Nick Peet looks ahead to Saturday’s heavyweight trilogy clash between Tyson Fury and Deontay Wilder.
‘The Gypsy King’ Tyson Fury can cement his legacy as this era’s greatest heavyweight champion with another knockout of Deontay Wilder in their trilogy fight here in Las Vegas on Saturday night.
Just two weeks after Anthony Joshua’s crushing defeat to Oleksandr Usyk left the prospect of an All-British heavyweight super-fight in tatters, the WBC champion can ill-afford a similar bad night at the office at the T-Mobile Arena.
With 41 knockouts in 42 career victories, Wilder remains a candidate for the biggest puncher boxing has ever seen. But he is damaged goods after the manner of Fury’s performance in their second fight, when he turned the tables to bully the division’s biggest bully.
After outboxing Wilder for 10 of the 12 rounds they shared in their first matchup in December 2018, Fury pulled the trigger on his own heavy leather in the rematch in February last year to leave a battered and bloodied Wilder standing forlorn in his corner when his team threw in the towel after seven rounds.
Wrapped up in a cloud of ridiculous conspiracy theories since, Wilder has had 20 months to reinvent himself under the tutelage of former opponent turned head trainer Malik Scott.
“Malik has brought the best out of me,” Wilder, 35, said. “Everyone knows I have power and my power will never diminish from the first through the 12th. But I want to show a little bit more. Like I said, I’m gonna beat him up and I’m gonna knock him out.”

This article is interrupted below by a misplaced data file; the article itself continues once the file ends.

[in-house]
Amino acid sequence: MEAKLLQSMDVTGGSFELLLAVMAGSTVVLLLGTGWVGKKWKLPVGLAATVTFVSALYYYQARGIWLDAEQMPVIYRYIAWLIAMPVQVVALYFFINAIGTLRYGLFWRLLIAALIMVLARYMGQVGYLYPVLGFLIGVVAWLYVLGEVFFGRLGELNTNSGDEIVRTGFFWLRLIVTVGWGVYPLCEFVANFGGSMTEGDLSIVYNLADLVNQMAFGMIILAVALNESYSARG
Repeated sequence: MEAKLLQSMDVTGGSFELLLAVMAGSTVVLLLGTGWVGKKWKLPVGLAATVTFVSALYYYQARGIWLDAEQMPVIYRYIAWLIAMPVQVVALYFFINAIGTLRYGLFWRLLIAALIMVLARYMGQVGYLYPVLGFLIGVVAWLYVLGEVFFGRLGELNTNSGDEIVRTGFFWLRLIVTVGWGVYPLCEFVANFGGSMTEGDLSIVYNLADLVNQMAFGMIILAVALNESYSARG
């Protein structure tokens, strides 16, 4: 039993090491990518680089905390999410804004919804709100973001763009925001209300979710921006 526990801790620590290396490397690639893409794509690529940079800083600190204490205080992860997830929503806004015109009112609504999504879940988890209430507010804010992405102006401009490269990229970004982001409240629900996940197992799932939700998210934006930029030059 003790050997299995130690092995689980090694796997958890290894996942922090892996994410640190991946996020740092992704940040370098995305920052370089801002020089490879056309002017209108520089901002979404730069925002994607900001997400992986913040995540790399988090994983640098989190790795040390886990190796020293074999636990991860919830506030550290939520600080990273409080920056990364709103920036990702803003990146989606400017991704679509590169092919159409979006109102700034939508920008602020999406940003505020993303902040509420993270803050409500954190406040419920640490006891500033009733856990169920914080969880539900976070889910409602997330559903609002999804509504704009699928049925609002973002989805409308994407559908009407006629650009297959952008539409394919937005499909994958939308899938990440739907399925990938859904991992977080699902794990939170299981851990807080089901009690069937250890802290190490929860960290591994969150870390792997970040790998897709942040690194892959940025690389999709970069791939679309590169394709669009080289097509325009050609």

However, Wilder’s reluctance to accept he was beaten by a better man in the second fight suggests he’s mentally weak, something Fury has picked up on.
Tyson Fury questions why Deontay Wilder sacked Mark Breland, but not Jay Deas, who watched his hands get wrapped for their rematch…[📽️ @TRBoxing & @PremierBoxing] pic.twitter.com/rq7AbOsIl0
— Michael Benson (@MichaelBensonn) October 6, 2021
“To make all these pathetic excuses on why he lost the fight, when all he had to do was hold his hand out and say, ‘Fair play. You beat me on the night’, it’s weak,” says the 33-year-old. “I’ve been living in his head rent free for 20 months, but on Saturday I’m going to knock him clean out and he won’t have to think about me or boxing ever again.”
Fury and Wilder have shared a ring for 19 rounds already, spread across two fights. Wilder won two maybe three of those rounds, so he certainly can’t outbox the Gypsy King. However, he can out-punch Fury, if he is able to land cleanly and consistently.
Just like my prediction for Joshua two weeks ago, Wilder has to come out on the front foot and fight as the bigger man – even though he isn’t. He has to gamble on his own chin standing up to one or two Fury shots in order to land his own power shots.
That approach takes real character, to risk getting hit in order to impose your own gameplan – especially on a stage as big as this. Joshua wasn’t able to do it against Usyk, but similarly it’s the only chance Wilder has to regain his title.
By coming out swinging, Wilder has the puncher’s chance. But Fury is again ready to fight fire with fire and whilst I can see him getting clipped and maybe even picking himself up off the canvas in the opening rounds, Wilder will get ragged soon enough and clinical Fury will punch holes in him once again.
TIP: Fury by TKO rounds 7-9 @ +400